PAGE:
Is Grandma Depressed? How To Tell Whether Your Elderly Mother Or Father Needs Therapy Or Medication

by Josh on April 28, 2011

Depression in elderly is quite common.  In fact, it’s estimated that up to 5% could be living with major depression and for those requiring home healthcare or assisted living, the number can be as high as 13.5%1.

Is depression simply a part of aging?
No.  Depressive disorder doesn’t just happen when people age – regardless of what one might think. It is normal for the elderly to experience some sadness and anguish when it comes recognizing their physical limitations, memory loss and seeing long-time friends become ill or even pass away.  However, subsyndromal depression, which effects more than 5 million people, is a form of depression where symptoms don’t quite meet the required diagnostic criteria for being categorized as “depression.”  Unfortunately, many doctors require a given set of symptoms before they will consider treatment – not always the most effective strategy to follow.  Depression at many levels should be treated when symptoms occur, just like other medical illnesses.  When depression is left unaddressed, it can intensify quickly.  It’s a sad fact, but depression is the leading cause of suicide in elderly – and more than 75% of elderly suicides occur within one month of seeing their doctor1.

What symptoms should I look for in my parents or grandparents?
Remember that older people born before the 1960s were brought up in a generation when complaining was not encouraged, so you may find it takes a little skill and questioning to find out what the symptoms are. There are a number of symptoms that can suggest possible depression, some include:

  • Nervousness
  • Uninvolved or uninterested in activities that usually bring pleasure
  • Difficulty sleeping
  • Unintentional weight loss or weight gain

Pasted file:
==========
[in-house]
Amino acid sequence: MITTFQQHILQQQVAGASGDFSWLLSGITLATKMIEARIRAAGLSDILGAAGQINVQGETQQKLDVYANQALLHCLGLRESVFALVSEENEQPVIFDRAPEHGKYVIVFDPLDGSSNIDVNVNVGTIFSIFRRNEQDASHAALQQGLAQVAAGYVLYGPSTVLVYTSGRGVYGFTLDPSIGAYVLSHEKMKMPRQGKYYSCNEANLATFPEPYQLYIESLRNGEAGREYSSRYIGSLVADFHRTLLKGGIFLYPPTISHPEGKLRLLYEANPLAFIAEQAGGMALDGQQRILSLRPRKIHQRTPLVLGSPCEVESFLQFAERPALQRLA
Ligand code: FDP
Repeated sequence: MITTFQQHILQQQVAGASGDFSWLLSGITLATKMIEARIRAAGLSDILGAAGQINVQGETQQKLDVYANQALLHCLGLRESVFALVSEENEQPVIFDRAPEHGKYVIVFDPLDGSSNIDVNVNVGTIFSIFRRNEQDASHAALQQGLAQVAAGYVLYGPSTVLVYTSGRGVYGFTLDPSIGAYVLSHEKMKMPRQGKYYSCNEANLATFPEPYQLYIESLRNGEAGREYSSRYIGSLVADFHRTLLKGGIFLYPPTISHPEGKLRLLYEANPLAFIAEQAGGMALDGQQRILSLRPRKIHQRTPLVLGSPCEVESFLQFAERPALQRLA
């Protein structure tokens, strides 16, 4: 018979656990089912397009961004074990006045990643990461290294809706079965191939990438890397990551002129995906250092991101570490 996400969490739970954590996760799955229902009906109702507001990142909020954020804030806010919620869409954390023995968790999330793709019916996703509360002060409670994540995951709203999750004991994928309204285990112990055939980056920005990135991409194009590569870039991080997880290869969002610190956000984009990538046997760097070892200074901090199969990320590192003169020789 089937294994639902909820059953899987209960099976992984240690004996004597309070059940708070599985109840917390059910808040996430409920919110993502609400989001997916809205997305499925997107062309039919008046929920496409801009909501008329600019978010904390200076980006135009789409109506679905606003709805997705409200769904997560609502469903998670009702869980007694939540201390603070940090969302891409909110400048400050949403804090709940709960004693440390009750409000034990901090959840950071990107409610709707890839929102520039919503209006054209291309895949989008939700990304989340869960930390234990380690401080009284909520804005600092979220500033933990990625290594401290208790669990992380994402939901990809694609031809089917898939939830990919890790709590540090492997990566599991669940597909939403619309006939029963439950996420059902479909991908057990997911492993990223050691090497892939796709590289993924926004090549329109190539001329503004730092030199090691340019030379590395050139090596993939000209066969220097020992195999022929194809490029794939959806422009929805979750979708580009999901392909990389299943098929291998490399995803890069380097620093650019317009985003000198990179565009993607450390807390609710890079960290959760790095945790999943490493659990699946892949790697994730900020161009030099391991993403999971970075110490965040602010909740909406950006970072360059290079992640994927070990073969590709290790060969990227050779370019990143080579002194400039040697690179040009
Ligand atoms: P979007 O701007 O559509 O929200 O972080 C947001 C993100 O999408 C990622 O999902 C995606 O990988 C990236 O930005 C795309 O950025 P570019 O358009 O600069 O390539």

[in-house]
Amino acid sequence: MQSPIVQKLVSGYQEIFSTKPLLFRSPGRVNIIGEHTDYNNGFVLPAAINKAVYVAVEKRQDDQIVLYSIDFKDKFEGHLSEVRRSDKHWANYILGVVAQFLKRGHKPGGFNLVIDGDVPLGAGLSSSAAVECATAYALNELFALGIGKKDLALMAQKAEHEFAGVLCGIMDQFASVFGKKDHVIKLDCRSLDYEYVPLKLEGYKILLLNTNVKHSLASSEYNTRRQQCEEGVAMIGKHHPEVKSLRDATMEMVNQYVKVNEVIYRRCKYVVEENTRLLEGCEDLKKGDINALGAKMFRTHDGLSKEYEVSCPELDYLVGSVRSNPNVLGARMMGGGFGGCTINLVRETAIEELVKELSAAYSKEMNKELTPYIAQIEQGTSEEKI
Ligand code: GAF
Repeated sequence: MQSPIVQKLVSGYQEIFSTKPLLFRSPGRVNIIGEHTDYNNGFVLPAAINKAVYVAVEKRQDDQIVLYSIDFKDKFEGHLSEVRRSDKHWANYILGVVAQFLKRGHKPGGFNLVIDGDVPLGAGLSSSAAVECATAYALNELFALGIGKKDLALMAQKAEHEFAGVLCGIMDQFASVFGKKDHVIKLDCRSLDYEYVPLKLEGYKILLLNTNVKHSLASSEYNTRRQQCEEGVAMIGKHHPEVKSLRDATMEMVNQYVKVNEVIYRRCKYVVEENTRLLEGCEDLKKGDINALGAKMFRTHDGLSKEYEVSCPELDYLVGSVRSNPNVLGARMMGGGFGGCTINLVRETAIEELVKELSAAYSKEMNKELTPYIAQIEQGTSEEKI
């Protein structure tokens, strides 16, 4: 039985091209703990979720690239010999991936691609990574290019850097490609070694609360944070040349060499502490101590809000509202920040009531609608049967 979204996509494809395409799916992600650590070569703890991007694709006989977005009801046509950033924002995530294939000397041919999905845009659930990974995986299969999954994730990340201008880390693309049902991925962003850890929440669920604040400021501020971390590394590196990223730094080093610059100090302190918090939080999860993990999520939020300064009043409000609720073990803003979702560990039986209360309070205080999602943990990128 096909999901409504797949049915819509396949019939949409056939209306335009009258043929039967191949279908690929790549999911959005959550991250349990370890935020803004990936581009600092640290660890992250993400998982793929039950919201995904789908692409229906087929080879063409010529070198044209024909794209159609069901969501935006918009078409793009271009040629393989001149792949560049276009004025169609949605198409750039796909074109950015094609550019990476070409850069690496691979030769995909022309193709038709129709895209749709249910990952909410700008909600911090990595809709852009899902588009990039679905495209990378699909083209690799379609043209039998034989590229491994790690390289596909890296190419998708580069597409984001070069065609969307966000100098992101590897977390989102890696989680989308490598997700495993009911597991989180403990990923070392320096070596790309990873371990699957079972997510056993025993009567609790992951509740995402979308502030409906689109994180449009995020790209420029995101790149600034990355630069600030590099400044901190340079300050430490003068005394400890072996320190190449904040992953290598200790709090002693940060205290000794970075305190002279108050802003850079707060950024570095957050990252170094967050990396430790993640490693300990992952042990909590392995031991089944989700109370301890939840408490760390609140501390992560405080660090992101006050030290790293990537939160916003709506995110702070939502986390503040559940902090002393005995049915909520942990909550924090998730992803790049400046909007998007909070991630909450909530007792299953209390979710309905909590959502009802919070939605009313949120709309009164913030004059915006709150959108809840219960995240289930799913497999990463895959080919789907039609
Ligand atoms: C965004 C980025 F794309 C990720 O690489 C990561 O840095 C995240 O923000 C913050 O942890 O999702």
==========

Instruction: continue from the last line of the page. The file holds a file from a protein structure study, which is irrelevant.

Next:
• Withdrawal from family and friends
  • Diminished ability to concentrate and focus
  • Less cheerful
  • Focused on the end of life
  • Headaches and/or stomachaches

While it may seem clear that a parent or grandparent is depressed, it’s critical to seek the advice of trained psychologists or psychiatrists to make an appropriate diagnosis.  Many signs and symptoms of depression can actually be indicators of life-threatening medical conditions that should not be overlooked.

What treatment options are available?
Any time we see our parents age, it’s heartbreaking.  We want to do whatever it takes to offer them relief from pain, sadness or the reality of aging.  Fortunately, there are options.  Antidepressants and anti-anxiety medications work well to ease depression and lift spirits.  Furthermore, therapy is a terrific option and many sources are available today where the elderly can see a psychologist over the Internet without having to travel to a doctor’s office. This web-based therapy is often as effective as office-based treatment or more so, and can make therapy available to many seniors who otherwise wouldn’t be able to get it.  Many highly skilled psychologists can offer support and provide treatment alternatives that work – especially when dealing with depression, thoughts of suicide, the loss of a spouse, or other emotional hurdles.

Where do I go for help?
Treatment centers are available all over the country and many have services specifically designed or the elderly.  You can speak with a primary care doctor, a family doctor, a specialist, and counselors or social workers that are usually on staff in hospitals and assisted living facilities.  Ask them for referrals to psychologists who can provide you with the very best options available.  As we know, aging can be a scary realization and elderly can easily slip into depression as a result.  Watch for signs and be proactive in seeking help.

 

1. National Institute of Mental Health (link)